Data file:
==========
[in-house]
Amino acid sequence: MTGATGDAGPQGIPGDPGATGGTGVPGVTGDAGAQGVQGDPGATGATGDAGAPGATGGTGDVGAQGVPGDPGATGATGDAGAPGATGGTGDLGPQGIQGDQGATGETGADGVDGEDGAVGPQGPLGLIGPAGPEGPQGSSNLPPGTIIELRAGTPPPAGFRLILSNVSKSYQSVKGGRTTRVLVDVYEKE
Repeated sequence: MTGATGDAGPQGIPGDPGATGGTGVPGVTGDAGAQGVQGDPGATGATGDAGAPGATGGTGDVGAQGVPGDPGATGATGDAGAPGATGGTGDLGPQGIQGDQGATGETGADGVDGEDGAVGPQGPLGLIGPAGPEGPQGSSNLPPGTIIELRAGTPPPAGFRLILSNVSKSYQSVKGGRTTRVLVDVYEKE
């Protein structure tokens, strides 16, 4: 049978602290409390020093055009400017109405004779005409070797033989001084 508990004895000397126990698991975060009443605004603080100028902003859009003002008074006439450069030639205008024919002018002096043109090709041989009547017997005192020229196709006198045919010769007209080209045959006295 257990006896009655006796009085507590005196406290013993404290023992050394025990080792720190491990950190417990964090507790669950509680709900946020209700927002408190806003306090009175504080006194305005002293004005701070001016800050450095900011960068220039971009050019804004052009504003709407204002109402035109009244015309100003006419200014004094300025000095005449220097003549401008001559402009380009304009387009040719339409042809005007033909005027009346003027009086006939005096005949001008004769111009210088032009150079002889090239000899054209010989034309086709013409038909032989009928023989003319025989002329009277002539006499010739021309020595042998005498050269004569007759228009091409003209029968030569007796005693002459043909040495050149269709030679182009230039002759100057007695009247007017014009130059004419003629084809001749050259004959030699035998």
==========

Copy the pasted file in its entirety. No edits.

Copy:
[in-house]
Amino acid sequence: MTGATGDAGPQGIPGDPGATGGTGVPGVTGDAGAQGVQGDPGATGATGDAGAPGATGGTGDVGAQGVPGDPGATGATGDAGAPGATGGTGDLGPQGIQGDQGATGETGADGVDGEDGAVGPQGPLGLIGPAGPEGPQGSSNLPPGTIIELRAGTPPPAGFRLILSNVSKSYQSVKGGRTTRVLVDVYEKE
Repeated sequence: MTGATGDAGPQGIPGDPGATGGTGVPGVTGDAGAQGVQGDPGATGATGDAGAPGATGGTGDVGAQGVPGDPGATGATGDAGAPGATGGTGDLGPQGIQGDQGATGETGADGVDGEDGAVGPQGPLGLIGPAGPEGPQGSSNLPPGTIIELRAGTPPPAGFRLILSNVSKSYQSVKGGRTTRVLVDVYEKE
């Protein structure tokens, strides 16, 4: 049978602290409390020093055009400017109405004779005409070797033989001084 508990004895000397126990698991975060009443605004603080100028902003859009003002008074006439450069030639205008024919002018002096043109090709041989009547017997005192020229196709006198045919010769007209080209045959006295 257990006896009655006796009085507590005196406290013993404290023992050394025990080792720190491990950190417990964090507790669950509680709900946020209700927002408190806003306090009175504080006194305005002293004005701070001016800050450095900011960068220039971009050019804004052009504003709407204002109402035109009244015309100003006419200014004094300025000095005449220097003549401008001559402009380009304009387009040719339409042809005007033909005027009346003027009086006939005096005949001008004769111009210088032009150079002889090239000899054209010989034309086709013409038909032989009928023989003319025989002329009277002539006499010739021309020595042998005498050269004569007759228009091409003209029968030569007796005693002459043909040495050149269709030679182009230039002759100057007695009247007017014009130059004419003629084809001749050259004959030699035998």